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L. Nero (37-68). R. Vespasian (9-79).

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L. Nero (37-68). R. Vespasian (9-79).
1st c Roman Roman Imperial (Julio-Claudian & Flavian) Sculpture

JULIO-CLAUDIAN Anonymous (active 14 - 68) Primary
1st c
Roman Imperial (Julio-Claudian & Flavian)
Portrait head
L. Rome. Museo Capitolino.
Although Augustus himself was abstemious by nature, his descendants were not. His only daughter Julia behaved so scandalously that he finally exiled her, calling her a "disease in my flesh." Things went from bad to worse and his great granddaughter Agrippina the Younger poisoned her second husband, then incestuously became the wife of her uncle the emperor Claudius after having his wife Valeria Messalina killed. Agrippina murdered Claudius' son and heir Britannicus and persuaded Claudius to make her son Nero his successor. She is thought to have poisoned Claudius and on his death immediately had Nero crowned as emperor by the Praetorian Guard. Nero was not yet seventeen when he came to power. The sculptor has captured the arrogance and the self-indulgence that characterized Nero, who was emperor from 54-68. Contemporaries described the young Nero as a handsome young man of fine presence but with soft, weak features and a restless spirit. He liked the arts and inaugurated competitions in poetry and the theater. He had plans for grandiose public works, but never really got around to doing very much. Instead he spent his time gratifying his own personal pleasures. His nocturnal rioting in the streets became a scandal, and his pleasures were mixed with violent cruelty. He murdered both his mother and his wife. He fancied himself a poet and a lyre player and he gave public concerts. His perfidy is best remembered in the famous story of the great fire in Rome. According to legends, Nero fiddled as the city burned. Furthermore, he was even accused of starting the fire in order to create more space to build his magnificent Golden House with its extensive gardens. He later blamed the disastrous fire on the Christians and executed scores of them in revenge. Thus, becoming the first emperor to persecute the Christians. Plots against him led to bloody reprisals, and when one of them appeared to prove successful, he committed suicide. Having fancied himself a poet and an artist, he is reported to have said on his deathbed: "What an artist the world is losing in me!" He was the last emperor of the family of Julius Caesar. Perhaps as a reaction to Nero's excesses, Vespasian, who became emperor in 70, returned to the old Roman virtues, abandoning the lure of Hellenism. Vespasian was a simple and forthright man who tried to bring some semblance of order and virtue back to Rome after the destructive influence of the self-indulgent Nero. A very competent soldier with no interest in the arts, he accompanied Nero to Greece and had the misfortune of falling asleep during one of Nero's artistic performances. Vespasian cultivated a bluff and even coarse manner, and he liked to recall his humble origins. His reign, which was considered sensible but unimaginative, was very much appreciated by the Romans after the imaginative debaucheries of Nero. The character of this man, who founded the Flavian dynasty, is clearly apparent in this excellent portrait. How different is its spirit from the proud but weak portrait of Nero. You might note Vespasian's uncanny resemblance to the American president from Texas, Lyndon Johnson.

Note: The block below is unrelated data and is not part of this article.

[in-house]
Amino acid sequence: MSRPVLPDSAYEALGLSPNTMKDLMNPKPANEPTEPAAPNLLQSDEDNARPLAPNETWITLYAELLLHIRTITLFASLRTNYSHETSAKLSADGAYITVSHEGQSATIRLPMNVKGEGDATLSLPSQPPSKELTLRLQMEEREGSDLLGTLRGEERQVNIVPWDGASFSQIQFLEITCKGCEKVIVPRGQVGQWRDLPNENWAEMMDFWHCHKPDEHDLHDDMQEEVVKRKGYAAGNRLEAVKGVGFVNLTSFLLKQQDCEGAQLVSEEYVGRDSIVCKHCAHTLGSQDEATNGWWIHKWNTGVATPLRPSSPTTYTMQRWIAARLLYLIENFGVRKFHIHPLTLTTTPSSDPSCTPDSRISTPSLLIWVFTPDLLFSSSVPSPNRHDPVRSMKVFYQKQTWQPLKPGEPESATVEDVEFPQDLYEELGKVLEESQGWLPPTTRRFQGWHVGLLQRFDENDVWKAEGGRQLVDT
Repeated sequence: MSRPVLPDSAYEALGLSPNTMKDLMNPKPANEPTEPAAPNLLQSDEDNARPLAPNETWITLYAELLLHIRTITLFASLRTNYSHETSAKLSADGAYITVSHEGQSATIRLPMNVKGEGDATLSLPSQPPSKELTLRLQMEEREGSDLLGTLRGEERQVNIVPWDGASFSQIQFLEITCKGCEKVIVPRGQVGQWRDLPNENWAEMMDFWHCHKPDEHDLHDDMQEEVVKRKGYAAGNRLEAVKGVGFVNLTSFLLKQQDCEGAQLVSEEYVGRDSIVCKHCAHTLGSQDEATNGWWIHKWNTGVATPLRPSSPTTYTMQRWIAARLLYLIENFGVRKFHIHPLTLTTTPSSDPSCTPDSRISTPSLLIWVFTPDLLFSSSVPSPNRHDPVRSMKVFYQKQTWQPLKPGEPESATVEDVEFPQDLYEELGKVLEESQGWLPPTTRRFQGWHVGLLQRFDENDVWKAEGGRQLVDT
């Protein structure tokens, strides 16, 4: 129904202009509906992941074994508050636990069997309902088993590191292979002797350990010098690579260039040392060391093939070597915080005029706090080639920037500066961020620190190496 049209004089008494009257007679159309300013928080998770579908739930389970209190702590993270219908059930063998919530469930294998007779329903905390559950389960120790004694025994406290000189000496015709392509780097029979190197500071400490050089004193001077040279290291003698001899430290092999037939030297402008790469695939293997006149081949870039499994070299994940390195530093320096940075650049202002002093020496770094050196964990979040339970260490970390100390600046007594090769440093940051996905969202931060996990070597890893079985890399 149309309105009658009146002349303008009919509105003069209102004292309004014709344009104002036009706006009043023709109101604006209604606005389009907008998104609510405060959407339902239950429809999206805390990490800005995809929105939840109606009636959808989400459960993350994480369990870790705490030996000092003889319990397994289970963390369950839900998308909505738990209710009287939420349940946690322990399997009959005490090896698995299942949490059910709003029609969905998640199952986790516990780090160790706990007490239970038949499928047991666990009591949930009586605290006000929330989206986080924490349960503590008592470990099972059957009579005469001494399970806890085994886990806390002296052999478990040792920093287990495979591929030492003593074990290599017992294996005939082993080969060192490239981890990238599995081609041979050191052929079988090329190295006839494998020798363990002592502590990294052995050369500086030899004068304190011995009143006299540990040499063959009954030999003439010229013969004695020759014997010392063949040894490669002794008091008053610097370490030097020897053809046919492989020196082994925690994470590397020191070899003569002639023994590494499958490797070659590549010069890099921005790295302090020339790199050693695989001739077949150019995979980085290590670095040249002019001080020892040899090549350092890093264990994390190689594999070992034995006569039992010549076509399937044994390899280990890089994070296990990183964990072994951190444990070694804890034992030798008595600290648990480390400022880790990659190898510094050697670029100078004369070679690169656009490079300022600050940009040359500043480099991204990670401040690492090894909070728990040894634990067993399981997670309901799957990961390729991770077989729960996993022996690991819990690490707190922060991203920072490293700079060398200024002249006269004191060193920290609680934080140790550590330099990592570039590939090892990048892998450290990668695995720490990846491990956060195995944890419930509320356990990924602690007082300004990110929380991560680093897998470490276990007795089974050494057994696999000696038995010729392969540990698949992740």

Caption: ROMAN IMPERIAL | L. Nero (37-68). R. Vespasian (9-79). | 1 c | Roman | Roman Imperial

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